Anxiety is what someone feels when they are worried, tense, or afraid. It can be mild or severe. People experience anxiety as thoughts, feelings, and physical sensations.
Neuraxpharm provides medication alternatives for anxiety and once your doctor has determined your specific needs, they can prescribe the product that best adapts to your needs and condition.
Find out more about what anxiety is, the symptoms, and how it can be managed and treated.
Anxiety is the body’s natural response to a potentially dangerous or challenging situation. It is a feeling of unease, worry, fear or dread about what is going to happen. It is entirely normal to feel anxious from time to time, and it can even be beneficial. Anxiety can help us prepare for specific situations, making sure we pay attention and stay alert to any dangers.
However, some people find it hard to control their anxiety. High levels of anxiety maintained over a long time that impact normal, day-to-day activities could mean someone has an anxiety disorder.
Statistics show that anxiety disorders are prevalent across the globe. The World Health Organization estimates that around 284 million people (3.6% of the world’s population) have experienced an anxiety disorder. About 63% (179 million) are female, compared with 105 million males.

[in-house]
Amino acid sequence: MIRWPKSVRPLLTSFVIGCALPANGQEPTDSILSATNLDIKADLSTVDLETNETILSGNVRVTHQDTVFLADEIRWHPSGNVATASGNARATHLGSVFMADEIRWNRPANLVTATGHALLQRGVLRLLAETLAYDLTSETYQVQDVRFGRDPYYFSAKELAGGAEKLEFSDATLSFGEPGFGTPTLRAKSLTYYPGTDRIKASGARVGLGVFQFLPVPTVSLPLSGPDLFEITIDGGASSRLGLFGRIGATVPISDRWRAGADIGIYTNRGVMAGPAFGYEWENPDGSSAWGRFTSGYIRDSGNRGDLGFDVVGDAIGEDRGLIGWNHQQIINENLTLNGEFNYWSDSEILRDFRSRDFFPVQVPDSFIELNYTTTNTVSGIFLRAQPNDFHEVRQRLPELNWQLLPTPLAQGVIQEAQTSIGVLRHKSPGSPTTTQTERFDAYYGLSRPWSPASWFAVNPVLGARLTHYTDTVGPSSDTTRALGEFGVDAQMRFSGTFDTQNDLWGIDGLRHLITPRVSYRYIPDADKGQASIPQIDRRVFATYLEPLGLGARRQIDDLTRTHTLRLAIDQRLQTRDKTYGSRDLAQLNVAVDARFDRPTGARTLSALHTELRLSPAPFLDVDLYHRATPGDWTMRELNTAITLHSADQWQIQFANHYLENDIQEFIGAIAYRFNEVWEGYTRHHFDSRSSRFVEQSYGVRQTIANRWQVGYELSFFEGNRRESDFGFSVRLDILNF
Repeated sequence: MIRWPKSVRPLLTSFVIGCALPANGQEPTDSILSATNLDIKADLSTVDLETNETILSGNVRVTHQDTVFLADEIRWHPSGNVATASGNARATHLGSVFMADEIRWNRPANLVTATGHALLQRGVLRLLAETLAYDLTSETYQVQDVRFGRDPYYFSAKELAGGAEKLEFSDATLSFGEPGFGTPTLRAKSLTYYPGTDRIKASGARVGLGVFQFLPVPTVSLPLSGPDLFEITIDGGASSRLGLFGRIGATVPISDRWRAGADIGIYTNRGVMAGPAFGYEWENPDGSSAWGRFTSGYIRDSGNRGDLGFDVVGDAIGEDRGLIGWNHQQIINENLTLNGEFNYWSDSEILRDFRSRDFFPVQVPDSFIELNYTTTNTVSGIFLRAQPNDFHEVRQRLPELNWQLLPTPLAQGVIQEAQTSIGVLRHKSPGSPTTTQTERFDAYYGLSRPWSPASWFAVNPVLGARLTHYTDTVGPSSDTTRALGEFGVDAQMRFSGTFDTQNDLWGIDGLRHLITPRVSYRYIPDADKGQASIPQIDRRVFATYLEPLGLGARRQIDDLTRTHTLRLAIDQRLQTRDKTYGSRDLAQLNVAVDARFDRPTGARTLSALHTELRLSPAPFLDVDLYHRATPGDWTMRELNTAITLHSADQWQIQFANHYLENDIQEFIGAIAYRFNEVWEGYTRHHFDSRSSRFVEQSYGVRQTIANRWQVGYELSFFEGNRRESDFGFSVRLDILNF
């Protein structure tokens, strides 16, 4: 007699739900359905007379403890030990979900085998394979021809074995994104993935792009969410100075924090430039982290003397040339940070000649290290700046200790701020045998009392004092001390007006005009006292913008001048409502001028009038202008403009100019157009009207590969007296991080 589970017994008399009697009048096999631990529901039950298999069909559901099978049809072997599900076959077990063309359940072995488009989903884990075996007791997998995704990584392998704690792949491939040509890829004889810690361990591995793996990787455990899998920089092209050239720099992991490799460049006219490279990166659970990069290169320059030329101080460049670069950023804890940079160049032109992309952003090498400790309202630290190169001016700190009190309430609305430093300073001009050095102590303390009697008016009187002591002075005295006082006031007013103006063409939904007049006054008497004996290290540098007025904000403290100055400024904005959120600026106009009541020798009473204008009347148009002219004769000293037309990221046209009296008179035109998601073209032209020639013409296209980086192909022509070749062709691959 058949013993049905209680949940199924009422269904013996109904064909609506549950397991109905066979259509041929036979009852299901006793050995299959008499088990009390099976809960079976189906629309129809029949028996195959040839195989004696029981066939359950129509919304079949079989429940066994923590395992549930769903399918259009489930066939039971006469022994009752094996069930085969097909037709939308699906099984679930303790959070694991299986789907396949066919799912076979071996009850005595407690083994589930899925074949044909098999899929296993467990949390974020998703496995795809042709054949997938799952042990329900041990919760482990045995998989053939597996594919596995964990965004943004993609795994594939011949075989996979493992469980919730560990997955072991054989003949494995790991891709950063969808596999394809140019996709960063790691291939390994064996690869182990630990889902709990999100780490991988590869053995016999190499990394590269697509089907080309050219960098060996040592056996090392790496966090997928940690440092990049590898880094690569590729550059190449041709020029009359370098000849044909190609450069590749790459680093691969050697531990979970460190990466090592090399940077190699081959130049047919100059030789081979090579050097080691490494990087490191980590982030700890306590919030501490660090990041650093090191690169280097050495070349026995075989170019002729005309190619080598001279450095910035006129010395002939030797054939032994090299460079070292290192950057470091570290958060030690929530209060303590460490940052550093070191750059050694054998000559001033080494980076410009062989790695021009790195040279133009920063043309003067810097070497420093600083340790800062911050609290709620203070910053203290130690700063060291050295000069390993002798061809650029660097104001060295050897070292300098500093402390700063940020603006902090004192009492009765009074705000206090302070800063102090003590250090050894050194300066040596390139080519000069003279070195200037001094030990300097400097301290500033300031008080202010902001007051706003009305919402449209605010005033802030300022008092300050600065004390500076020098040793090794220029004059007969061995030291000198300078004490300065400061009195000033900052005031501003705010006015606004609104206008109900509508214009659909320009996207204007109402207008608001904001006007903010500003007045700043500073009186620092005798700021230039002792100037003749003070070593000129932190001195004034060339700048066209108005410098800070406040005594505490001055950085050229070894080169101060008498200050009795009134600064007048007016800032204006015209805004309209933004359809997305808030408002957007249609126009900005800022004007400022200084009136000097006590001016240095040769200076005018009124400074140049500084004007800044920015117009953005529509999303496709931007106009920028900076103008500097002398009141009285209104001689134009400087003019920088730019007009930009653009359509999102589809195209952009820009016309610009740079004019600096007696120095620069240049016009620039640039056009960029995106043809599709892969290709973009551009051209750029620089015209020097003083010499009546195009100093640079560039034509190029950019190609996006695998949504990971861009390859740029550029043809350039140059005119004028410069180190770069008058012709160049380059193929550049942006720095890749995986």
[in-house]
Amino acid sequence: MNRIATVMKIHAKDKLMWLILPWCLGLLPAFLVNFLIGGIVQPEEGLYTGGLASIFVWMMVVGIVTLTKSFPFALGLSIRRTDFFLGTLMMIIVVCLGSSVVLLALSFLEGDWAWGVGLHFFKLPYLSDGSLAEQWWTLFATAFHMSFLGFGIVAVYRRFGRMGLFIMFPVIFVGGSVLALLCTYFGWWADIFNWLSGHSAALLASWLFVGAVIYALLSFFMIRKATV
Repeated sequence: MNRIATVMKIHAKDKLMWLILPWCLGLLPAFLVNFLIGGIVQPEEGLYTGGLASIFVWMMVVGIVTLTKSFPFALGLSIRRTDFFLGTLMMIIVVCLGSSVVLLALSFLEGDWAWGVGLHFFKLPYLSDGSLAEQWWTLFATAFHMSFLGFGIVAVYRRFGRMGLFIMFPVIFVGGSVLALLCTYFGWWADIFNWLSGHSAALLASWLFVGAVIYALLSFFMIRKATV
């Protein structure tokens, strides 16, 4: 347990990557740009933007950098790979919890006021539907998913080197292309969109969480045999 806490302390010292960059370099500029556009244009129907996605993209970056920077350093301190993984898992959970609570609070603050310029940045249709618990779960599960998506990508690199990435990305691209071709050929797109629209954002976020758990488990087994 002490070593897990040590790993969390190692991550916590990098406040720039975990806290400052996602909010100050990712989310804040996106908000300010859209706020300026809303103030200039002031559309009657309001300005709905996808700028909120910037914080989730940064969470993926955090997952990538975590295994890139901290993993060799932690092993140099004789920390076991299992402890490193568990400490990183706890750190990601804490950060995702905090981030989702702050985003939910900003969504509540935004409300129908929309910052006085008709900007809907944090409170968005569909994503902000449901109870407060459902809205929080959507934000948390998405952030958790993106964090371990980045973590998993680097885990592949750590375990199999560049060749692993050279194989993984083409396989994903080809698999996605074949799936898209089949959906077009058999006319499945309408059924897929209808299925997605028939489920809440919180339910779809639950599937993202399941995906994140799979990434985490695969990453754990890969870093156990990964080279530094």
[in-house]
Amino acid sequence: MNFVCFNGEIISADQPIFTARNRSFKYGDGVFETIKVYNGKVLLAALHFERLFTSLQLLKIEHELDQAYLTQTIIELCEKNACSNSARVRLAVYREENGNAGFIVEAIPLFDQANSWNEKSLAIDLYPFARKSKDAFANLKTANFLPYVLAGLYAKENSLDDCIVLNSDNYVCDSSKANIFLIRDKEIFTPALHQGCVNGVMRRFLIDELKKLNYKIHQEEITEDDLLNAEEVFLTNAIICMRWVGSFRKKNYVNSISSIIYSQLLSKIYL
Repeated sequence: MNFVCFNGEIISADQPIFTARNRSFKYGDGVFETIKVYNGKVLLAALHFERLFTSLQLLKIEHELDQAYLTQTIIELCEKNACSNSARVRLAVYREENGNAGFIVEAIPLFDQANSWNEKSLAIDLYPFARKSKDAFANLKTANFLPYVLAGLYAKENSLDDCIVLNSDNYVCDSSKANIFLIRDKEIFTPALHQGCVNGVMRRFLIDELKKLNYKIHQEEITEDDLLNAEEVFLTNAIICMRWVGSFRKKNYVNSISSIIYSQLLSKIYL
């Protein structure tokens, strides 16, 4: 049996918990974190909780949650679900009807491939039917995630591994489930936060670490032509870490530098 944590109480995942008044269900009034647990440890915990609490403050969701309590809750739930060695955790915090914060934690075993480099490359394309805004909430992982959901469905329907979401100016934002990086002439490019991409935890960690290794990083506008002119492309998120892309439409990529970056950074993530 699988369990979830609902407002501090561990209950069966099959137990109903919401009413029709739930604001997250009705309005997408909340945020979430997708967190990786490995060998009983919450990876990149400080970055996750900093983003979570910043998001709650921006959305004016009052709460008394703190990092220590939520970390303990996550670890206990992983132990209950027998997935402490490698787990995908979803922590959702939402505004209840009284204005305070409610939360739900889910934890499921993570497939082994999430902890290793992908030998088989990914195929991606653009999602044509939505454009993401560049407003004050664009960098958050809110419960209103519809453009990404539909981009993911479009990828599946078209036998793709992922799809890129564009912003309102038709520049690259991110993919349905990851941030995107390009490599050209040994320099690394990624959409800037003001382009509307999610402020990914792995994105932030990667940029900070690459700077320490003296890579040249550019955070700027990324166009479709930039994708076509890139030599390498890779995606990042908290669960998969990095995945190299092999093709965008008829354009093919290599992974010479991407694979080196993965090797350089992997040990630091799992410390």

According to the Institute for Health Metrics and Evaluation (IHME), more than one in six people (nearly 84 million people) across the EU had a mental health problem in 2016. Across EU countries, the most common mental disorder is anxiety disorder, with an estimated 25 million people (equating to 5.4% of the population) living with anxiety disorders.
Everyone experiences anxiety differently. The physical and mental effects can vary from one person to the next.
The body reacts to anxiety in a particular way, releasing stress hormones such as adrenaline and cortisol. These hormones put someone experiencing anxiety into a high-alert state in which they look for potential threats, and activate their fight-or-flight responses. As a result, some common symptoms of anxiety include:
The early signs of anxiety are sometimes not very obvious and often develop slowly over time. The symptoms vary from person to person. One of the most common early signs of anxiety is excessive worrying about everyday situations. Symptoms sometimes start in childhood or the teenage years and continue into adulthood.
Many different situations or experiences can bring on anxiety. Sometimes it can be challenging to know what is causing the anxiety, and this can result in further stress or upset
Anyone can get anxiety, although anxiety disorders often start when people are teenagers. Women are twice as likely to be affected as men.
Anxiety is not a life-threatening condition. However, research published in The British Journal of Psychiatry shows that anxiety disorders can significantly increase the risk of death (mortality). Comorbidity (when two disorders are experienced at the same time) of anxiety disorders and depression plays an essential part in the increased mortality risk.
Anxiety is not a simple diagnosis; it can sometimes be difficult for doctors to diagnose whether someone has an anxiety disorder or depression with anxiety as a symptom.